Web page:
Nishiawakura village is found at the northeast tip of Okayama prefecture surrounded by a 100-year old forest. A place where the inhabitants interact with nature, the village is so comfortable it makes people shine. Since 2008, the village has been putting a great deal of effort into their Hundred Year Forest Plan restoration operations.
They say it takes 50 years for a newly planted tree to grow into shippable timber. Without forgetting the forest planted 50 years ago, they are again working to leave a beautiful forest behind 50 years in the future. This is the Hundred Year Forest Plan.
Nishiawakura & Mori no Gakko is taking the central role in the Plan. The main duty of Mori no Gakko is the manufacture and sales of wooden products, as well as the sales, marketing & planning of locally created products. In other words, they put added value on the timber that is the main resource of the village, and distribute Nishiawakura wood nationwide.
After renovating the village’s abandoned school, Mori no Gakko located its offices there. A showroom and a shop can also be found in the building, so anyone can visit and purchase Mori no Gakko products.
In addition, they hold various events, so please check their website and other sources in advance.
These yukahari tiles are a flooring product made of timber that has been harvested by thinning Nishiawakura forest. It’s an innovative product that allows a solid floor to be laid with tiles. As returning the floor to its original condition is very simple, these tiles can even be used in rental apartments to make solid flooring. Yukahari tiles are known all over Japan as a product of superior quality, the purchase of which has the added bonus of helping to protect Nishiawakura forest.
This is the hitotema kit (‘hitotema’ = small effort).
People who buy the kit can finish roughly hewn cutlery into whatever is easiest for them to use. It allows you to buy both the product and the small amount of effort that is the time investment for making the object precious.
Protecting the forest connects with business. Making the village more active will attract more people, as well. This small village with a population of 1500 chose not to merge during the great mergers of the Heisei era (1989~) and is attracting attention from other parts of the world as a model for regional restoration. The driving force behind that restoration is Nishiawakura & Mori no Gakko.
Bringing out the added value of the 100-year forest is the most important mission of Mori no Gakko. As they allows visitors to experience the beauty of the forest, we recommend joining one of the forest walking tours held every season by Mori no Gakko.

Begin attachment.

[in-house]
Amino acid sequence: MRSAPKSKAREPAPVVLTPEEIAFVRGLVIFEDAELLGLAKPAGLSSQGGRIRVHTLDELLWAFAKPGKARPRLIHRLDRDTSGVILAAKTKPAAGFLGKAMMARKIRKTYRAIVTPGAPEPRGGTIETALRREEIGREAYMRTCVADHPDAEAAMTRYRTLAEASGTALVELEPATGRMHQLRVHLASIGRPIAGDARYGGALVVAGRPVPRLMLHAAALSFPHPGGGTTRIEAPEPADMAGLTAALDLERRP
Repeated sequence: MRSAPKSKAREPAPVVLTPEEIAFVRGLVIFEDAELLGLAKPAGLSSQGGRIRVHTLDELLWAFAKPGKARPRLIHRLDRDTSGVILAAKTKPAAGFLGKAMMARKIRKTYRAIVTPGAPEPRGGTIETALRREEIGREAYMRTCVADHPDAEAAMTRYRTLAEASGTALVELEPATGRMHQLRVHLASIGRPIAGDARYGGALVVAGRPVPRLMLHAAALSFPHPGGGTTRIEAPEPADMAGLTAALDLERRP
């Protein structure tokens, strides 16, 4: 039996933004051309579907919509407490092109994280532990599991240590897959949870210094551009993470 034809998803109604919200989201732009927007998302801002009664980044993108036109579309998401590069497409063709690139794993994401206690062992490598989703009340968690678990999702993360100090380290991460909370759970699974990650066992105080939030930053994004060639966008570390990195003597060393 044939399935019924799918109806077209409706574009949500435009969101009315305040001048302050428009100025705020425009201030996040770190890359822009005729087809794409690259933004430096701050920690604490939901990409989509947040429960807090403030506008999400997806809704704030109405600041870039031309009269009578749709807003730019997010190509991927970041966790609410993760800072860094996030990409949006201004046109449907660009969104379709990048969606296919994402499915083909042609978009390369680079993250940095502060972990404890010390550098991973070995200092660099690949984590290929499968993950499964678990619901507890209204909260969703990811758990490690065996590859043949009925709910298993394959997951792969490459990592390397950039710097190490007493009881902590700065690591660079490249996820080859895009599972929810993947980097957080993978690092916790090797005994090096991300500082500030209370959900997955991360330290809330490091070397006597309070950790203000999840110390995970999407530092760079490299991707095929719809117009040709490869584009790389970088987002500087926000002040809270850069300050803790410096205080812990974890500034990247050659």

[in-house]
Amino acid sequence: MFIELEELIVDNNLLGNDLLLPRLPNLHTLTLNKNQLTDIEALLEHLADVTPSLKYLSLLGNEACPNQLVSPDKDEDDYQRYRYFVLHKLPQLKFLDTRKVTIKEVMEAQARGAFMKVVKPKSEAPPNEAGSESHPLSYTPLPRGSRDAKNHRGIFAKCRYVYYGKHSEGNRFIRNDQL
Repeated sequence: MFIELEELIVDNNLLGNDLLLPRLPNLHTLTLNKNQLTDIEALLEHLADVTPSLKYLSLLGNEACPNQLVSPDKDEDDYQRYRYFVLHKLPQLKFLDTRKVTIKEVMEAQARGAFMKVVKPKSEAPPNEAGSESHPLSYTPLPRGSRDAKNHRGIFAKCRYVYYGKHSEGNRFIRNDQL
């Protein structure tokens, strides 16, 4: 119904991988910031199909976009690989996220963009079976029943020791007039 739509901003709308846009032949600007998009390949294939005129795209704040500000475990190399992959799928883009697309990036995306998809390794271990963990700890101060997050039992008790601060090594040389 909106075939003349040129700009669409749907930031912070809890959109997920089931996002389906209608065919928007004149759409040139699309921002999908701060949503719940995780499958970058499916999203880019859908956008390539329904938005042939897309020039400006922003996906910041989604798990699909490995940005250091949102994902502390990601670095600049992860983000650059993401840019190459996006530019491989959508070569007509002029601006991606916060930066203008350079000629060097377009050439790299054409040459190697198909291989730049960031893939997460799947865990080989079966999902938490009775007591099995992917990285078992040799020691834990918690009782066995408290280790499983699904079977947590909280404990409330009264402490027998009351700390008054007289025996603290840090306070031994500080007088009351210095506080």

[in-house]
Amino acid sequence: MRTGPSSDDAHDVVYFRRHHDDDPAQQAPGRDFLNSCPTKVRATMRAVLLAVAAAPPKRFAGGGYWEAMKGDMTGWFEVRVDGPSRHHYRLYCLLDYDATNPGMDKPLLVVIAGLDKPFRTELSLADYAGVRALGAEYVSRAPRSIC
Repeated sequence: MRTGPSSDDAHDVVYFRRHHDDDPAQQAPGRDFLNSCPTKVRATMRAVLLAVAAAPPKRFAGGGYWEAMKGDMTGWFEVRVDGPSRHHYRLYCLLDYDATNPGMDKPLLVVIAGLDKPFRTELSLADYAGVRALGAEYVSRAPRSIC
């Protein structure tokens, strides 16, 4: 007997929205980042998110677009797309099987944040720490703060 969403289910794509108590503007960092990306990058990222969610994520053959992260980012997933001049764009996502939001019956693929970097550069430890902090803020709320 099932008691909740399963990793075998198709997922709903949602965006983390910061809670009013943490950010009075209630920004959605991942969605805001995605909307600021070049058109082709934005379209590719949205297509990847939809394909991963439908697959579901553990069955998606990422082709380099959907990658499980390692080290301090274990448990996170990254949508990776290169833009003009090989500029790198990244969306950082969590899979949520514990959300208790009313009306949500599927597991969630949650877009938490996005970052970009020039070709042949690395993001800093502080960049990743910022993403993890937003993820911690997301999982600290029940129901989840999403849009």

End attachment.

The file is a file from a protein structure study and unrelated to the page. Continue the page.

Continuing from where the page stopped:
How about experiencing the latest winds in regional vitalization while getting in touch with the beautiful Okayama forest?
Nishiawakura & Mori no Gakko
Address: 895 Kageishi, Nishiawakura village, Aida district, Okayama prefecture
Redirects to the online shop: http://www.nishihour.jp/ (Japanese)
Setouchi Finder Photo-writers: Asami Asai / Katsutoshi Asai (Kokohore Japan)
Katsutoshi Asai Producer and member of the Setouchi Regional Revitalization Association. Born in Yokohama in 1974, Katsutoshi is married and has a young son. Although he started his career with an advertising agency, he went to join the Tower Records team. Katsutoshi was involved with brand management, sales campaigns, collaboration work, and live events. Through his career, he experienced being the Sales Promotion Manager, and the Manager of the Live Entertainment Department. However, in 2012, Katsuyoshi retired from Tower Records and moved to Seto city, Okayama prefecture - a place where he had no prior friends, connections or relatives. Soon after moving, he joined the Setouchi Regional Revitalization Association, and in July 2013 founded Kokohore Japan and began a number of projects to re-task old traditional buildings, invent new specialty products, and work on regional branding. Website: Kokohore Japan http://kkhr.jp/ Asami Asai Editor & Writer I mainly write about social news, music, and lifestyles. I was born and raised in Tokyo, but in 2012 I decided on a whim to move to Setouchi City, Okayama Prefecture. I contribute to magazines such as Liniere, Inakagurashi no Hon, and ku:nel. I publish books for my 'interesting' friends, too, and direct and write for programs at FM Okayama. Everyday I write about people and things for both readers and listeners. Website: Kokohore Japan http://kkhr.jp/
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